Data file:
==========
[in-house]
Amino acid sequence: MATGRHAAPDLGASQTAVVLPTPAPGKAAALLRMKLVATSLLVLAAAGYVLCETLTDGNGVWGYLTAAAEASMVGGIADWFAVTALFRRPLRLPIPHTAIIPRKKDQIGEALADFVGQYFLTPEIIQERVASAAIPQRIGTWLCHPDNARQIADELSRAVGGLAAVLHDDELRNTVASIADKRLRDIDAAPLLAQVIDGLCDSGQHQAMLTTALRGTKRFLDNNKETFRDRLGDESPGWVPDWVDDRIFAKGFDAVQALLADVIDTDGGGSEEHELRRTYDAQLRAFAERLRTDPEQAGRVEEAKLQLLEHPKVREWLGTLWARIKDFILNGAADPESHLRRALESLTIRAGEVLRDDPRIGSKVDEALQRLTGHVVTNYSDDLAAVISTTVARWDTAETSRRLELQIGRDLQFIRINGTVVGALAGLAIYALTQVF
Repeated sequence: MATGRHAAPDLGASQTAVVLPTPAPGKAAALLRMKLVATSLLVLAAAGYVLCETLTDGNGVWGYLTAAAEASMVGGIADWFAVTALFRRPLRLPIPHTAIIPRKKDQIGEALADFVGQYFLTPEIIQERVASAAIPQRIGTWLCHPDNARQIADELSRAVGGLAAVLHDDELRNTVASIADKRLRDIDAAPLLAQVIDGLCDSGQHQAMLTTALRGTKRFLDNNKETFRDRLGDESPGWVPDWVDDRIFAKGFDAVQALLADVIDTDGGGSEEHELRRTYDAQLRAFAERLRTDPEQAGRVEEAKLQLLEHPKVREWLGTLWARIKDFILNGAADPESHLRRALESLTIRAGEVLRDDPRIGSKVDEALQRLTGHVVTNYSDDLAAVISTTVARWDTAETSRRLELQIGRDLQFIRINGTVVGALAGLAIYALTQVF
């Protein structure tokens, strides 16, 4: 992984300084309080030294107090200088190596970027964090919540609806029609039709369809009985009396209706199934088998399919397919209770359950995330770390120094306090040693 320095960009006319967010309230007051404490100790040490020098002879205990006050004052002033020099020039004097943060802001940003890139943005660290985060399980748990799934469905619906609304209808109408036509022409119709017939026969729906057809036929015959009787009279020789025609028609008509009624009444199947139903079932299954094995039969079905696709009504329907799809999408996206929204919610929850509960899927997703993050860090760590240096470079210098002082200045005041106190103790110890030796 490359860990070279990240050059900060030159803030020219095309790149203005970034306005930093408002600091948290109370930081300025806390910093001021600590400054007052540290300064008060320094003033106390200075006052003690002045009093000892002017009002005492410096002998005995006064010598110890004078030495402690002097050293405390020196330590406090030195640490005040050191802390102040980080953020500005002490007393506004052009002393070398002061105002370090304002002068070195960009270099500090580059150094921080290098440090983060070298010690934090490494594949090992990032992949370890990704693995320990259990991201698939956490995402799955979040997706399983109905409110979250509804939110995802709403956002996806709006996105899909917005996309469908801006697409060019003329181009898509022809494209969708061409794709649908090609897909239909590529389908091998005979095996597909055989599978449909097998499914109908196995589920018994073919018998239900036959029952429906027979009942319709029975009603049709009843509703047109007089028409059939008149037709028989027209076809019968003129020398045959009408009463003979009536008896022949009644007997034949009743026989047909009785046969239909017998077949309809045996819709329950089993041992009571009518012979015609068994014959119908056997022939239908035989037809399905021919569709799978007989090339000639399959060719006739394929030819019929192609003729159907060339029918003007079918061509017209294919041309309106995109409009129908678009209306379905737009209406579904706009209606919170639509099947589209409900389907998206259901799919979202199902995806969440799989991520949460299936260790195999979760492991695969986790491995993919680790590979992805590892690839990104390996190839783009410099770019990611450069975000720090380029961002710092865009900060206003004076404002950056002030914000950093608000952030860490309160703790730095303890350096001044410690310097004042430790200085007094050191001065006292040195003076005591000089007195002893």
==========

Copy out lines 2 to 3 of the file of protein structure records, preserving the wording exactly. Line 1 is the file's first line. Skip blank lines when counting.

Amino acid sequence: MATGRHAAPDLGASQTAVVLPTPAPGKAAALLRMKLVATSLLVLAAAGYVLCETLTDGNGVWGYLTAAAEASMVGGIADWFAVTALFRRPLRLPIPHTAIIPRKKDQIGEALADFVGQYFLTPEIIQERVASAAIPQRIGTWLCHPDNARQIADELSRAVGGLAAVLHDDELRNTVASIADKRLRDIDAAPLLAQVIDGLCDSGQHQAMLTTALRGTKRFLDNNKETFRDRLGDESPGWVPDWVDDRIFAKGFDAVQALLADVIDTDGGGSEEHELRRTYDAQLRAFAERLRTDPEQAGRVEEAKLQLLEHPKVREWLGTLWARIKDFILNGAADPESHLRRALESLTIRAGEVLRDDPRIGSKVDEALQRLTGHVVTNYSDDLAAVISTTVARWDTAETSRRLELQIGRDLQFIRINGTVVGALAGLAIYALTQVF
Repeated sequence: MATGRHAAPDLGASQTAVVLPTPAPGKAAALLRMKLVATSLLVLAAAGYVLCETLTDGNGVWGYLTAAAEASMVGGIADWFAVTALFRRPLRLPIPHTAIIPRKKDQIGEALADFVGQYFLTPEIIQERVASAAIPQRIGTWLCHPDNARQIADELSRAVGGLAAVLHDDELRNTVASIADKRLRDIDAAPLLAQVIDGLCDSGQHQAMLTTALRGTKRFLDNNKETFRDRLGDESPGWVPDWVDDRIFAKGFDAVQALLADVIDTDGGGSEEHELRRTYDAQLRAFAERLRTDPEQAGRVEEAKLQLLEHPKVREWLGTLWARIKDFILNGAADPESHLRRALESLTIRAGEVLRDDPRIGSKVDEALQRLTGHVVTNYSDDLAAVISTTVARWDTAETSRRLELQIGRDLQFIRINGTVVGALAGLAIYALTQVF